These are pictures of some bits of columnar basalt surrounded by breccia basalt that I saw while at Cape Perpetua a couple of weeks ago. This first one shows the contrast pretty nicely:
[click on the images to enlarge]
Believe it or not, that's all the same basic kind of rock, made out of the same basic materials. The only difference is that the columnar basalt, the stuff that's more obviously crystallized, cooled more slowly than the breccia that surrounds it.
As Lockwood DeWitt, who was our geological spirit guide on this journey, put it yesterday:
Others have also pointed out that columns are not necessarily "columns," i.e. up and down. Here are some horizonal columns in a basaltic dike cutting through basaltic breccia. Again, the consistent theme is that the fractures form perpendicular to the surface of cooling. This was from Cape Perpetua[.][I added that embedded link to the picture Lockwood is referring to in the text.]
Columns: Variations on a Meme
Here's a picture of more columnar basalt from that beach, which shows a little better how differently the two types of rock have weathered:
[I should note that both of these pictures are panoramas stitched together from two or more pictures. If you notice a discontinuity that doesn't make sense, it's possible that's the reason.]
This stuff was all over the place at Cape Perpetua. At first, I assumed that the rocks with the different colors and structures must be layers of different kinds of rocks. My companions set me straight on this, and I soon noted that these dikes were everywhere, going in many different directions, so it was most unlikely they were different layers of rock. But then, as I've mentioned before, I'm not a geologist.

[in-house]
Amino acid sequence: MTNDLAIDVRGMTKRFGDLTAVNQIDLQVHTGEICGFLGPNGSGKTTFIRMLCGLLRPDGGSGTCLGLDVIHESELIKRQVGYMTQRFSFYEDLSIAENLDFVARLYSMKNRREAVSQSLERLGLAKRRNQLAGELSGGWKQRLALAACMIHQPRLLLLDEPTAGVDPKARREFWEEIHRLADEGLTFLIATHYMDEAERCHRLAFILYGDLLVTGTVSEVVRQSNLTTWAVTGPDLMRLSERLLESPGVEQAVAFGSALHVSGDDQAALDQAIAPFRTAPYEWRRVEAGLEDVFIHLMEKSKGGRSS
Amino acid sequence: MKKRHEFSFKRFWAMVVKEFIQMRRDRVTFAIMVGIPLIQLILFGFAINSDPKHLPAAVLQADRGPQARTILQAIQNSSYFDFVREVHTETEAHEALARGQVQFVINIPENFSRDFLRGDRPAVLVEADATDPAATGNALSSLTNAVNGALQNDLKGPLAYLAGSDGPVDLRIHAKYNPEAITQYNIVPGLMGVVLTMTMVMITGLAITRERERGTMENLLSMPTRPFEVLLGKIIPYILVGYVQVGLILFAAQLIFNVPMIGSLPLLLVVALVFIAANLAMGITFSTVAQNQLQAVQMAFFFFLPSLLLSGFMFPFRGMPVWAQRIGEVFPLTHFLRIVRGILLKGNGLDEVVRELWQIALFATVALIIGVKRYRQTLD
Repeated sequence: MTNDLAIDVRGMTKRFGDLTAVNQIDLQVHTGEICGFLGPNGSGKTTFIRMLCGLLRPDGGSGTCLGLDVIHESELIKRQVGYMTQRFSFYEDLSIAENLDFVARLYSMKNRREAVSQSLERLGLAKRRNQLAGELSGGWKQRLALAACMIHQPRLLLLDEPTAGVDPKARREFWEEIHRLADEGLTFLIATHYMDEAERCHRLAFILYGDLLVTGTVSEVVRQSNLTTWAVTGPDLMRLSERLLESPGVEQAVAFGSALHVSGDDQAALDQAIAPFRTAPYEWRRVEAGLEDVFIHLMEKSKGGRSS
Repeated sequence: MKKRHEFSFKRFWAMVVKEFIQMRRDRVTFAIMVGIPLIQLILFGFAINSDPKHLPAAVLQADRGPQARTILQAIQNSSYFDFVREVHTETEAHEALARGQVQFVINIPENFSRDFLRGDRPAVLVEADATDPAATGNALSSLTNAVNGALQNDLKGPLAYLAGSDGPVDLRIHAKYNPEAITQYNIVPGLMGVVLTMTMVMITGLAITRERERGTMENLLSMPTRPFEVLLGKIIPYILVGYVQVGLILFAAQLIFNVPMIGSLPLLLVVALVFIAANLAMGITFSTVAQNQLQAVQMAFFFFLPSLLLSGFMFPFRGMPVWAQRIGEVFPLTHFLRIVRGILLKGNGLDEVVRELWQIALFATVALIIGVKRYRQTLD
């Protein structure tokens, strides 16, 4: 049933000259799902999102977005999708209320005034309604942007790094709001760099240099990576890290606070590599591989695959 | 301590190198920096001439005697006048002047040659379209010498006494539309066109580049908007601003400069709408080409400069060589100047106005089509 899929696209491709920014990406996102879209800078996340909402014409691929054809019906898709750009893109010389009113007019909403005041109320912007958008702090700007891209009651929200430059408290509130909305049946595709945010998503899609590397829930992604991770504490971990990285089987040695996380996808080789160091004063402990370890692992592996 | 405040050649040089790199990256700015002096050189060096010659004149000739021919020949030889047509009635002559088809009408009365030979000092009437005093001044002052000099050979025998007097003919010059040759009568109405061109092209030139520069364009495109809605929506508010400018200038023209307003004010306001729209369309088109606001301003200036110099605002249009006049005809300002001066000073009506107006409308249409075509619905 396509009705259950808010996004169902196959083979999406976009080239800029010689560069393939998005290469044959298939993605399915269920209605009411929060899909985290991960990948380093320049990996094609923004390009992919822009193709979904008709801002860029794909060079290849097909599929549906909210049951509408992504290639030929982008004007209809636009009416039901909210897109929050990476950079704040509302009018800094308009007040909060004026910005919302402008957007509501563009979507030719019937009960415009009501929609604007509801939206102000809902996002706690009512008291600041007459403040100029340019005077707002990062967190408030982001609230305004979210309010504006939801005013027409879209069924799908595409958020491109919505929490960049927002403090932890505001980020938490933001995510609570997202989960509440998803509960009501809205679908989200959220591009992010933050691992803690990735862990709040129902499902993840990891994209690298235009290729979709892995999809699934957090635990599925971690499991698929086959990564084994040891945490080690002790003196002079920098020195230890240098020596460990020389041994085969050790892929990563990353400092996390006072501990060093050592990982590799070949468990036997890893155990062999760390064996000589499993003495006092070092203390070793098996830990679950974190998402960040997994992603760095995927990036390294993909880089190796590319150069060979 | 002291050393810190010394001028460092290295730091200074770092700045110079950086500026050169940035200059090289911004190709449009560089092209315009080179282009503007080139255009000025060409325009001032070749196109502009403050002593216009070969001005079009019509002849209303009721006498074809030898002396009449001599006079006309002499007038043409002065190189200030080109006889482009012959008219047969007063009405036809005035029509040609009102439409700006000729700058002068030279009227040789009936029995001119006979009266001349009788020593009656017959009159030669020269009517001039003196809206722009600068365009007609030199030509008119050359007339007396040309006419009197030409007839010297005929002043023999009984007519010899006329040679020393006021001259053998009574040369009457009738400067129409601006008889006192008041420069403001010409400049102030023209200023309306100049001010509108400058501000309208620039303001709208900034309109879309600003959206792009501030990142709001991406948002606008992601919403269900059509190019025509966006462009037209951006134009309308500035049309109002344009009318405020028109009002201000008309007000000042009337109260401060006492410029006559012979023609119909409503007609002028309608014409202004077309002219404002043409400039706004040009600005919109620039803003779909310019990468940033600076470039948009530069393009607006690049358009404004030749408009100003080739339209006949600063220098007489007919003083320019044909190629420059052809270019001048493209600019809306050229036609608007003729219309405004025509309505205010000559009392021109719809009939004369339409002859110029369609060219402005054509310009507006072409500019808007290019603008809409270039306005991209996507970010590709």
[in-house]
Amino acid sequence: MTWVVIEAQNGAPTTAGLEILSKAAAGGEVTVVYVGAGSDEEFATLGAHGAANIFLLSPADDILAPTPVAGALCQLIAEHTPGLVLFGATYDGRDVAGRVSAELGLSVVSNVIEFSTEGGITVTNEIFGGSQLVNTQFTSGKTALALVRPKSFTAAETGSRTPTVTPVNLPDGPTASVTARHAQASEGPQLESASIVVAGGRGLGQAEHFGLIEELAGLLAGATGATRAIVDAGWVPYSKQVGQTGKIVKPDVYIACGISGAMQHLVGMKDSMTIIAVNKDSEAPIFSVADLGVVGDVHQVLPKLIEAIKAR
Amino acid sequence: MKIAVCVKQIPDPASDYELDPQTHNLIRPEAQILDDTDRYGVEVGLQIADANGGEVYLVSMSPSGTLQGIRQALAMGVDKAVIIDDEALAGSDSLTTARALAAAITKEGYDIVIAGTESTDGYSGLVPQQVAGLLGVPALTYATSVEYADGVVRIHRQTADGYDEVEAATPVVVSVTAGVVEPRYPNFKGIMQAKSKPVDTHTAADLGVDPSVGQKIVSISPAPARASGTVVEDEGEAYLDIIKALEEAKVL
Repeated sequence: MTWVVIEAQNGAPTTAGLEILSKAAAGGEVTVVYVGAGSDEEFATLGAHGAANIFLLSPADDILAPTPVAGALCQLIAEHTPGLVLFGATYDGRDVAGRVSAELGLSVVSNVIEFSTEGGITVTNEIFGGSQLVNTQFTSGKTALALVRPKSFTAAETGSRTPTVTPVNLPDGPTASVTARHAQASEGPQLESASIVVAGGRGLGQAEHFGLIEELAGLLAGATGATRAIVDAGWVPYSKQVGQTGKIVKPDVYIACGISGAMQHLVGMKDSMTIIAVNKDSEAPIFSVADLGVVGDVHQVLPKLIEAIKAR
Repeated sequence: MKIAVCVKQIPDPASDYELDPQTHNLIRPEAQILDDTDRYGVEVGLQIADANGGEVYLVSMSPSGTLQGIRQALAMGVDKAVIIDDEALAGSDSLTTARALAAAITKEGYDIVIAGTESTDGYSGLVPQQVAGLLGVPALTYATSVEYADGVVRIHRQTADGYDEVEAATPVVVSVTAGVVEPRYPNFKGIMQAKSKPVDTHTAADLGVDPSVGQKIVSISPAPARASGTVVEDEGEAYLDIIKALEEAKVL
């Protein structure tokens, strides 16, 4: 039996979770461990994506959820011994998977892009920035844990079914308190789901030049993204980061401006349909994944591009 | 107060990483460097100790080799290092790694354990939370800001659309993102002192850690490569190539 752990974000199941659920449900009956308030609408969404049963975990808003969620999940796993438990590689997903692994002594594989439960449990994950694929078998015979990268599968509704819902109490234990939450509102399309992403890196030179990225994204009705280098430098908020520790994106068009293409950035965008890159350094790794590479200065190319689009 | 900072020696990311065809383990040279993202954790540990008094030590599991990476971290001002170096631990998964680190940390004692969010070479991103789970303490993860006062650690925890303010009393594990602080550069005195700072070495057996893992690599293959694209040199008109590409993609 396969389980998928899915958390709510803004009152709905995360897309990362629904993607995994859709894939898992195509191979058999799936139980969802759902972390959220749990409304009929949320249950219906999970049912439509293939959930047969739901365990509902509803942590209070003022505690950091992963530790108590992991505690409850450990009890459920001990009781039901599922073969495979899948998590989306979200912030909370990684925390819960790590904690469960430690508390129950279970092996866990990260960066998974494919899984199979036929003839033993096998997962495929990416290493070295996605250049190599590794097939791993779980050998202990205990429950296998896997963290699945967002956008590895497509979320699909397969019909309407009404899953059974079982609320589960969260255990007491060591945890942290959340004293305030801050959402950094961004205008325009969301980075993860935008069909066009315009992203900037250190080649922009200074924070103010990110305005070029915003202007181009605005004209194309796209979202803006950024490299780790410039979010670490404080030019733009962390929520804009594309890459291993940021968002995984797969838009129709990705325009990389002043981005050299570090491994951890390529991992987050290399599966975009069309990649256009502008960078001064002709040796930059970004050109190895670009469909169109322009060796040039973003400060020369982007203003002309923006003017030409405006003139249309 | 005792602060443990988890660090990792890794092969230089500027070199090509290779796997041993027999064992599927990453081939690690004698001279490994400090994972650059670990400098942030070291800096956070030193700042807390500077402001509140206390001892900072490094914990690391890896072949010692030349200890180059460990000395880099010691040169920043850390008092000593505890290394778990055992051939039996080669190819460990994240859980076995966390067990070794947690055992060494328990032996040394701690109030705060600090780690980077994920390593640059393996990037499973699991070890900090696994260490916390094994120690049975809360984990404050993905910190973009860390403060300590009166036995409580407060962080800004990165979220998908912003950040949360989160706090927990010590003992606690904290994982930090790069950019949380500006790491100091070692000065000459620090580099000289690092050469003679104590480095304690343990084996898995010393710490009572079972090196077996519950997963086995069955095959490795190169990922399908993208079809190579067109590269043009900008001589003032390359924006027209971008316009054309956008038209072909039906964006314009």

I don't feel bad. There were more than a few times when Lockwood and Dana, my traveling companions who are both enthusiastic rock hounds, weren't sure what the heck they were looking at.
One of the things that amazes me about such geology is how much small differences in the rate of cooling can affect the appearance and the properties of rocks. I took physics and materials science courses in college, yet the more I learn about geology the more I'm reminded that understanding how something happened is often a matter of figuring out which physical and chemical processes are the predominate ones in a situation.
This is something I've written in the past regarding various 9/11 conspiracy theories. You can be very knowledgeable about basic physical sciences, and yet look at a pile of rocks or a pile of broken construction materials and still have no idea what it all means. There's considerable context to learn before assuming that there's no other rational explanation to what you're looking at than the first one that pops into your head.
Thanks to Lockwood and Dana Hunter for trying to educate me about this stuff. It may not have looked it, but every once in a while that effort had an effect.